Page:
This should be a battle. There is plenty of incentive on both sides. Kelowna looking to avenge last spring's series loss. Seattle trying to get back to the league final and another crack at the Chynoweth Cup. These were the two best teams in the Western Conference the second half of the season, especially after the trade deadline, and now they get a chance to decide on the ice who's number one and who will represent the conference in the championship series against the champions of the East.
I love the game that occurs off the scoresheet. The line of Sami Moilanen, Scott Eansor and Nolan Volcan did not register one point in Game Four versus Everett. Yet every time the 'Tips started to get a little bit of momentum, T-birds head coach Steve Konowalchuk sent out his attack dogs, a trio of pitbulls, and they shut it down. They effectively turned the tide back in Seattle's favor. The average size of that line? 5' 8.6", 186 lbs. It's not the size of the dog in the fight, but rather the size of the fight in the dog.
One other thing I like? The under-the-radar trade. Seattle GM Russ Farwell is becoming a master at these. Back on December 27th He picked up 18 year old defenseman Aaron Hyman from Calgary for a third round bantam pick. Hyman has been at the top of his game in the postseason. In eight playoff games he's registered five points (1g, 4a) and is tied with Turner Ottenbreit for the team lead in +/- at +9. Just as important, Hyman is eligible to play two more seasons with Seattle. Did you know Calgary drafted Hyman back in 2013 with a pick they got from Seattle in the Brandon Glover deal?
My T-bird Three Stars for the Second Round:
Third Star: C/W Donovan Neuls. Neuls has now recorded a point in all eight playoff games. He's second in the postseason in goal scoring for Seattle with five. Against Everett he had the huge, late game winner in Game One. In Game Four he opened the scoring with the breakaway goal. He started the postseason on the first line and now is back on the third line but it hasn't changed his approach. Playing center or playing on the wing, on the power play or the penalty kill, he's playing the best hockey of his T-birds career at the right time.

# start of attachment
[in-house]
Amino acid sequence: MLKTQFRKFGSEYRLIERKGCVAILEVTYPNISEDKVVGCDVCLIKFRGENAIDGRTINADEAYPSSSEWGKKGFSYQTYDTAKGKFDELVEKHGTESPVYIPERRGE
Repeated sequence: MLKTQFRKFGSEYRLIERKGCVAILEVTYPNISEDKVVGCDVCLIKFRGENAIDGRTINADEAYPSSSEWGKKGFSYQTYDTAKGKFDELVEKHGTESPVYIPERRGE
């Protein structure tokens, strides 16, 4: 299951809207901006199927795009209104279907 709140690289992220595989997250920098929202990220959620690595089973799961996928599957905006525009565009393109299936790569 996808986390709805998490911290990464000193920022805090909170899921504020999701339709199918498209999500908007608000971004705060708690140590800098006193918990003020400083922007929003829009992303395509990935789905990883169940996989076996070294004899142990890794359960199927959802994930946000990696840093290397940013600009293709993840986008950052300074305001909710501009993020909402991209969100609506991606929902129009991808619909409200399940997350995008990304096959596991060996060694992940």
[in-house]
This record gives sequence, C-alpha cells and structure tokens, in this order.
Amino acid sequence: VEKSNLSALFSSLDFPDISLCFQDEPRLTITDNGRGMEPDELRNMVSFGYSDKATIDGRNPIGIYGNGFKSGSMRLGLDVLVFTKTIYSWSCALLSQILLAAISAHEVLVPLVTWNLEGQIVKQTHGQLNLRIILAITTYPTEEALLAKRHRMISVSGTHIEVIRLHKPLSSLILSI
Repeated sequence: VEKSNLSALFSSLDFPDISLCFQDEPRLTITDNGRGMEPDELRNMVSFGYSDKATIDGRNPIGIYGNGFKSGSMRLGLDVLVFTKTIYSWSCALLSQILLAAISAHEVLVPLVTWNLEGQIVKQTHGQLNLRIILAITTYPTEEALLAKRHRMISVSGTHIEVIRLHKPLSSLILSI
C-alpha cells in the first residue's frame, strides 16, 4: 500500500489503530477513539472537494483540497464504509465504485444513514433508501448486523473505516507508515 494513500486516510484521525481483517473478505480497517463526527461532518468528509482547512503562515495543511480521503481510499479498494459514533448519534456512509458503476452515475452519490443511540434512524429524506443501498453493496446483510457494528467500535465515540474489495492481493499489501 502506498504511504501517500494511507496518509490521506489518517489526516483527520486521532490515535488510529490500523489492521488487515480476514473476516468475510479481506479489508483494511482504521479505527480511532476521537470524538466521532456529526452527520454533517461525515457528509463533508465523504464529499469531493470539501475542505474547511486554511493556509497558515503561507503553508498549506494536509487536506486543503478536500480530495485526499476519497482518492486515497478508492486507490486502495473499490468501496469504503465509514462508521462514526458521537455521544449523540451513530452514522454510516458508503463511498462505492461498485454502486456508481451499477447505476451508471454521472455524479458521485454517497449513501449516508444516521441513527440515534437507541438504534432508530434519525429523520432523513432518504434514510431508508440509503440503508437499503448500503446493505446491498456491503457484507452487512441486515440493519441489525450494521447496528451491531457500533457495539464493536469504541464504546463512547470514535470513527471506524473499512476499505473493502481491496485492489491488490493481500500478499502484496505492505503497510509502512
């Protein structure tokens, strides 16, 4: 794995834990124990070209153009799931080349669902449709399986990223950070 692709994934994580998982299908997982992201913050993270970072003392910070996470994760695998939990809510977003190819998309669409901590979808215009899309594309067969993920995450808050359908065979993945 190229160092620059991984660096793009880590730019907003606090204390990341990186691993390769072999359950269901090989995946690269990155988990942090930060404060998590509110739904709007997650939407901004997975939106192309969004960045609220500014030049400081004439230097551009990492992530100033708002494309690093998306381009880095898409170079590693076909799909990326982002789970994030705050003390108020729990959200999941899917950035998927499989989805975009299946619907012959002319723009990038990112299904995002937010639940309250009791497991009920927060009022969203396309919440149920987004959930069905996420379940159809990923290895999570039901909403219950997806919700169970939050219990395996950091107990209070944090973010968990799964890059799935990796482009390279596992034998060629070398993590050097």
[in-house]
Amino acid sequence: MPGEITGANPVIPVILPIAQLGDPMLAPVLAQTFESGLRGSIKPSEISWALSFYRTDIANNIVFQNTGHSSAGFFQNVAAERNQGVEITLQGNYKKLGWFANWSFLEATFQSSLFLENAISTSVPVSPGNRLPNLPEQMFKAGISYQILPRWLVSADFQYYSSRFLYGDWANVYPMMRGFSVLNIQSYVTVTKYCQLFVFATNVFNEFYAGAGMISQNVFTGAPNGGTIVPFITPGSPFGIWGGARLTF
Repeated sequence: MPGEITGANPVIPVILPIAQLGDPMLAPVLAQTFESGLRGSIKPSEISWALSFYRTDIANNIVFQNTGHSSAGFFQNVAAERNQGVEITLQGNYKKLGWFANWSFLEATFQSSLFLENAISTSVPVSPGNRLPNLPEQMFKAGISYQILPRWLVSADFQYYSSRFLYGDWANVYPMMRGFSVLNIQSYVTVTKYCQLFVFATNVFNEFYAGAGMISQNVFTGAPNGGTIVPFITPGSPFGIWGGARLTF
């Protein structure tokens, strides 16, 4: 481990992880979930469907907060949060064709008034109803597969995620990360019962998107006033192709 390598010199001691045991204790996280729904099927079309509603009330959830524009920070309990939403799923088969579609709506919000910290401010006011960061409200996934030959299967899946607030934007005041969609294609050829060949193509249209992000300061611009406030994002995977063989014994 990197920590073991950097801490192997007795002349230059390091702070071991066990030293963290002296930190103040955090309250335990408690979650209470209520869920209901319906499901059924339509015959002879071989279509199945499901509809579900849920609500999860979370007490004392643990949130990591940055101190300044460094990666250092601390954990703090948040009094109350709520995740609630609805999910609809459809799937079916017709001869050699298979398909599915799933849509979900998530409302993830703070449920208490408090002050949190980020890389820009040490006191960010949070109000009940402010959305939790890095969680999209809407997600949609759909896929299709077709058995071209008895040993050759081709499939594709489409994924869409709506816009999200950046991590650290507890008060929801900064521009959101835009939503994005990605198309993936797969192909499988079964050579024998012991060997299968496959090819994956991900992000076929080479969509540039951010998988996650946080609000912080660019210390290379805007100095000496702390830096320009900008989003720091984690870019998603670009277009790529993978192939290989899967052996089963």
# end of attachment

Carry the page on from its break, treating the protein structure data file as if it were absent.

Second Star: G Carl Stankowski. I think it is time we stop being in awe of the young man. His 24 save effort in Game Four versus the Silvertips was probably his best game to date, rivaling what he did in the playoff opener against Tri-City. 4-0 in the series, 8-0 in the postseason. Even in Game Three, when he allowed four second period goals, he still made big saves that prevented Everett from extending their lead, giving Seattle the chance for the comeback. He's not a wide-eyed rookie, he's an outstanding goaltender.
First Stars: C Mat Barzal and RW Keegan Kolesar. The dynamic duo, the combo platter. Everett had no answer for these two. In the four game sweep they registered 13 points (7g, 6a). 'Tips goalie Carter Hart will be seeing Kolesar's backside in his sleep for a few days. The big winger made himself at home in front of the Everett net all series long. The playmaking Barzal, who had just 10 goals in 41 regular season games, now has four in four playoff games including a Game Three overtime winner. Meanwhile Kolesar had the game winner in Game Four.